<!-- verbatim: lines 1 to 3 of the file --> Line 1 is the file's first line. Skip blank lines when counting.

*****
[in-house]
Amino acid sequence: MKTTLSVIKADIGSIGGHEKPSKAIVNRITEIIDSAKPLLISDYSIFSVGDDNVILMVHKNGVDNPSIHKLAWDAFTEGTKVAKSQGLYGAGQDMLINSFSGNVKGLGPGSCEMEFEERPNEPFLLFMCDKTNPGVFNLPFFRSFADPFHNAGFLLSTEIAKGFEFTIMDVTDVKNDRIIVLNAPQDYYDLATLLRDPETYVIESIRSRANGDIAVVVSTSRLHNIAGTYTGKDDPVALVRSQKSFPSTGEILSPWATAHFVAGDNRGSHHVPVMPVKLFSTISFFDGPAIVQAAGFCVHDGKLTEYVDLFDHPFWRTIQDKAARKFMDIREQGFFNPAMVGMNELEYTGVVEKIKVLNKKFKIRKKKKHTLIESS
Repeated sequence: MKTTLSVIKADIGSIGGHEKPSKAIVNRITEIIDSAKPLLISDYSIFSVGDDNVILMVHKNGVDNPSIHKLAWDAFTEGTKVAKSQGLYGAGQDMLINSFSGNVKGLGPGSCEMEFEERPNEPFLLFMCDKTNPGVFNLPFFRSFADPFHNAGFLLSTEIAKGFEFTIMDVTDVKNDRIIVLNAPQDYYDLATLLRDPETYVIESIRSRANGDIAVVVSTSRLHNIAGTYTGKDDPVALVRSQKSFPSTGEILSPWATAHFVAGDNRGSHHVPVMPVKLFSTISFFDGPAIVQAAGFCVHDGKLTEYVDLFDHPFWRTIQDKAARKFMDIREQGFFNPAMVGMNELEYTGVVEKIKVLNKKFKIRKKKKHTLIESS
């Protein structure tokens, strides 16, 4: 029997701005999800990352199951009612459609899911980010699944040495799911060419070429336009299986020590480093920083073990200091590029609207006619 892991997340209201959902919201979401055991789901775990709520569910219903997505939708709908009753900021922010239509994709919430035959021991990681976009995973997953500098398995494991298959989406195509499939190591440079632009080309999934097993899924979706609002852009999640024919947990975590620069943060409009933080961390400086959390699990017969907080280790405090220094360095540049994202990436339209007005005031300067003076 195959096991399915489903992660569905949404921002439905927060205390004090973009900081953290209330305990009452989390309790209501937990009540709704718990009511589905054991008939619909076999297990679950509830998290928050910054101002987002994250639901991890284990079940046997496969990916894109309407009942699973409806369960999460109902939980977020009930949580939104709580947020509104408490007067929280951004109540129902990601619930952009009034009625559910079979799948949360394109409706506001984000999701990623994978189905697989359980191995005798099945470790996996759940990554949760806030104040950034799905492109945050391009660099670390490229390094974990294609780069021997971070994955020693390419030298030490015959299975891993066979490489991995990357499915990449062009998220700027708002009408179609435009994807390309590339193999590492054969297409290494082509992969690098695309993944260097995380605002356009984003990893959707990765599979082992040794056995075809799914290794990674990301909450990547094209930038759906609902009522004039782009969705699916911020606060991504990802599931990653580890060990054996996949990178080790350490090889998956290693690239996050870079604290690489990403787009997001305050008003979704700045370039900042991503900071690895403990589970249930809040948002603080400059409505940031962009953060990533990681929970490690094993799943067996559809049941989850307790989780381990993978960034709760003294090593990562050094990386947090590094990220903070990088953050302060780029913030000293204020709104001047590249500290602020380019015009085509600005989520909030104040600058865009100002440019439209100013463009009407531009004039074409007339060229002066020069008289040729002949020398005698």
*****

[in-house]
Amino acid sequence: MKTTLSVIKADIGSIGGHEKPSKAIVNRITEIIDSAKPLLISDYSIFSVGDDNVILMVHKNGVDNPSIHKLAWDAFTEGTKVAKSQGLYGAGQDMLINSFSGNVKGLGPGSCEMEFEERPNEPFLLFMCDKTNPGVFNLPFFRSFADPFHNAGFLLSTEIAKGFEFTIMDVTDVKNDRIIVLNAPQDYYDLATLLRDPETYVIESIRSRANGDIAVVVSTSRLHNIAGTYTGKDDPVALVRSQKSFPSTGEILSPWATAHFVAGDNRGSHHVPVMPVKLFSTISFFDGPAIVQAAGFCVHDGKLTEYVDLFDHPFWRTIQDKAARKFMDIREQGFFNPAMVGMNELEYTGVVEKIKVLNKKFKIRKKKKHTLIESS
Repeated sequence: MKTTLSVIKADIGSIGGHEKPSKAIVNRITEIIDSAKPLLISDYSIFSVGDDNVILMVHKNGVDNPSIHKLAWDAFTEGTKVAKSQGLYGAGQDMLINSFSGNVKGLGPGSCEMEFEERPNEPFLLFMCDKTNPGVFNLPFFRSFADPFHNAGFLLSTEIAKGFEFTIMDVTDVKNDRIIVLNAPQDYYDLATLLRDPETYVIESIRSRANGDIAVVVSTSRLHNIAGTYTGKDDPVALVRSQKSFPSTGEILSPWATAHFVAGDNRGSHHVPVMPVKLFSTISFFDGPAIVQAAGFCVHDGKLTEYVDLFDHPFWRTIQDKAARKFMDIREQGFFNPAMVGMNELEYTGVVEKIKVLNKKFKIRKKKKHTLIESS